[Images: GM, Nissan]


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  • Haywire Haywire on Sep 21, 2022

    "Wonder if they’ll buy another Chevrolet."


    I love the way you took a shot at Chevy without considering the stellar reliability of Volt batteries in general. And a used battery wasn't even mentioned...what crap.

  • FifaCup FifaCup 5 days ago

    smooth and short, Yeah, that is best for a small family!

  • Dukeisduke I still think the name Bzzzzzzzzzzt! would have been better.
  • Dukeisduke I subscribed to both Road & Track and Car and Driver for over 25 years, but it's been close to 20 years since I dropped both. I tried their digital versions with their reader software (can't remember the name now), but it wasn't the same. I let it lapse after a year.From what I've seen of R&T's print version, it's turned into more of a lifestyle thing like The Robb Report. I haven't seen an issue of C/D in a while.I enjoyed both magazines a lot when I was subscribing. R&T for the road tests (especially the April Fools road tests), used car reviews, historical articles, and columns like Peter Egan's Side Glances and Dennis Simanitis's Technical Correspondence. And C/D for the road tests and pithy commentary, and columns like Gordon Baxter's, and Jean Shepherd's (that goes way back to the early '70s).
  • Steve Biro It takes very clever or amusing content for me to sit through a video vehicle review. And most do not include that.Tim, you wrote :"Niche titles aren't dying because of a lack of interest from enthusiasts, but because of broader changes in the economics of media, at least in this author's opinion."You're right about the broader changes in economics. But the truth is that there IS a lack of interest from enthusiasts. Part of it is demographics. Young people coming up are generally not car and truck fans. That doesn't mean there are no young enthusiasts but the numbers are much smaller. And even those who consider themselves enthusiasts seem to have mixed feelings. Just take a look at Jalopnik.And then we come to the real problem: The vast majority of new vehicles coming out today are not interesting to enthusiasts, are not fun to drive and/or are just not affordable.You can argue that EVs are technically interesting and should create enthusiasm. But the truth is they are not fun to drive, don't work well enough yet for most people and are very expensive.EVs on the race track? Have you ever been to a Formula E race? Please.And even if we set EVs aside, the electronic nannies that are being forced on us pretty much preclude a satisfying driving experience in any brand-new vehicle, regardless of propulsion system. Sure, many consumers who view cars as transportation appliances may welcome this technology. But they are not enthusiasts. I don't know about you, but I and most car fans I know don't want smart phones on wheels.There is simply not that much of interest to write about. Car and Driver and Road & Track are dipping deeper into nostalgia and their archives as a result. R&T is big on sponsoring road trips for enthusiasts - which is a great idea. But only people with money to burn need apply.And then there is the problem of quality in automotive writing. As more experienced people are let go and more money is cut from publications, the quality and length of pieces keeps going down, leading to the inevitable self-fulfilling prophecy.Even the output on this site is sharply reduced from its peak. And the number of responses to posts seems a small fraction of what it used to be. This is my first comment since the site was recently relaunched. I don't expect to be making many in the future.Frankly Tim - and it gives me no pleasure to write this - but your post makes me feel as though the people running this site have run out of ideas and TTAC's days may be numbered.Cutbacks in automotive journalism are upsetting. But, until there is something exciting and fun to write about, they are going to continue. Perhaps automotive enthusiasm really was a 20th century phenomenon..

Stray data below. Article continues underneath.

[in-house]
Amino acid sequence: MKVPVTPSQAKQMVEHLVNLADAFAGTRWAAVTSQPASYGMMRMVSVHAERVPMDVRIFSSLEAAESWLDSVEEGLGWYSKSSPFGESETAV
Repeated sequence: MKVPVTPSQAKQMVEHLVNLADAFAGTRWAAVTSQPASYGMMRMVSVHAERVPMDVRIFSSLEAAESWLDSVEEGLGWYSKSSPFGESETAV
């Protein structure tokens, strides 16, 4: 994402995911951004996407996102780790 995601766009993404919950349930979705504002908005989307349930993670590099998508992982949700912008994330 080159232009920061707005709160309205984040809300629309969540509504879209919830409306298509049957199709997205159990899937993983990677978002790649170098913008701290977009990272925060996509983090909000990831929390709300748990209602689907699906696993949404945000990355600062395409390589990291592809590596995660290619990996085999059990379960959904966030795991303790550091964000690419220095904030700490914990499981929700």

• THX1136 I think that the good ole interwebs is at least partially to blame. When folks can get content for free, what is the motivation to pay to read? I'm guilty of this big time. Gotta pay to read!? Forget it! I'll go somewhere else or do without. And since a majority of folks have that portable PC disguised as a phone in their pocket, no need for print. The amount of info easily available is the other factor the web brings to bear. It's perhaps harder now to stand out. Standing out is necessary to continued success.In an industry I've been interested (and participated) in, the one magazine (Mix) I subscribed to has become a shadow of it's former self (200 pgs now down to 75). I like print for the reasons mentioned by another earlier. I can 'access' it in a non-linear fashion and it's easily portable for me. (Don't own a smarty pants phone and don't plan to at the moment.)I would agree with others: useful comparison reviews, unique content not easily available other places, occasional ringers (Baruth, Sajeev, et al) - it would be attractive to me anyway. I enjoy Corey, Matt and Murilee and hope they continue to contribute here.
  • Daniel J I wish auto journos would do more comparisons. They do some but many are just from notes from a previous review compared to a new review. I see where journos go out to a location and test drive and review a vehicle on location but that does absolutely nothing for me without any comparison to similar cars. I also wish more journos spent more time on seat comfort. I guess that doesn't matter much when many journos seem to be smaller folks where comfort isn't as important. Ergonomics are usually just glossed over unless there is something very specific about the ergonomics that tick the journo off. I honestly get more from most youtube reviews than I ever do about reviews written on a page.